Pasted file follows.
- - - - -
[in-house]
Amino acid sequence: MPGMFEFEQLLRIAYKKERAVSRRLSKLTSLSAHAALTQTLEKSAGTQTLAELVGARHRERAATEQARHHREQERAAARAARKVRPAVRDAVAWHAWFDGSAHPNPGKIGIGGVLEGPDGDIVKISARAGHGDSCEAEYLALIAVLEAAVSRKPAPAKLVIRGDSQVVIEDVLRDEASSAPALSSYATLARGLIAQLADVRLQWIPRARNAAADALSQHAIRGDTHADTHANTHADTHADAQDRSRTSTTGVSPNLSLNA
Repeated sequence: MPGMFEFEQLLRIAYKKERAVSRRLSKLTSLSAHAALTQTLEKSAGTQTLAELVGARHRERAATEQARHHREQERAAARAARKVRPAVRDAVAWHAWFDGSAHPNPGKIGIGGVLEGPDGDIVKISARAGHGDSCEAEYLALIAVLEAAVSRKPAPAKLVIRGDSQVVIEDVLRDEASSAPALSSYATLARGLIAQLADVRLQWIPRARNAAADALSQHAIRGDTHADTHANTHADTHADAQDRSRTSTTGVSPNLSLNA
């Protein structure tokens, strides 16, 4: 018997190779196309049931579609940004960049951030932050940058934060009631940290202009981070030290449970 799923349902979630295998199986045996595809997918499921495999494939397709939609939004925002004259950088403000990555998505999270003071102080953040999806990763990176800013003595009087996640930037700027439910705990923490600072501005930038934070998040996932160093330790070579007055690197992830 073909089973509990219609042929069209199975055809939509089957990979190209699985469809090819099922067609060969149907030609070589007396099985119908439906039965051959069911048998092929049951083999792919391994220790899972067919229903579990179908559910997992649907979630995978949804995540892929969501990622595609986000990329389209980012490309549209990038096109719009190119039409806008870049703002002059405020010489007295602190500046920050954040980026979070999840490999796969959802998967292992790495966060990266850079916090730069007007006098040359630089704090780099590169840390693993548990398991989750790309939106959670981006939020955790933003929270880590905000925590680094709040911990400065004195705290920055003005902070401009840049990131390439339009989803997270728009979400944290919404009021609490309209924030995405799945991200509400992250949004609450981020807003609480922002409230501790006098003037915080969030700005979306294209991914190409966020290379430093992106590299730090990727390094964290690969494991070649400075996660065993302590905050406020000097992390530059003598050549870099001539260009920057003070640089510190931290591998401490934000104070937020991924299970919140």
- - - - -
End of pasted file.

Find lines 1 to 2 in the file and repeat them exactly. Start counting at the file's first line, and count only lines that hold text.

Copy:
[in-house]
Amino acid sequence: MPGMFEFEQLLRIAYKKERAVSRRLSKLTSLSAHAALTQTLEKSAGTQTLAELVGARHRERAATEQARHHREQERAAARAARKVRPAVRDAVAWHAWFDGSAHPNPGKIGIGGVLEGPDGDIVKISARAGHGDSCEAEYLALIAVLEAAVSRKPAPAKLVIRGDSQVVIEDVLRDEASSAPALSSYATLARGLIAQLADVRLQWIPRARNAAADALSQHAIRGDTHADTHANTHADTHADAQDRSRTSTTGVSPNLSLNA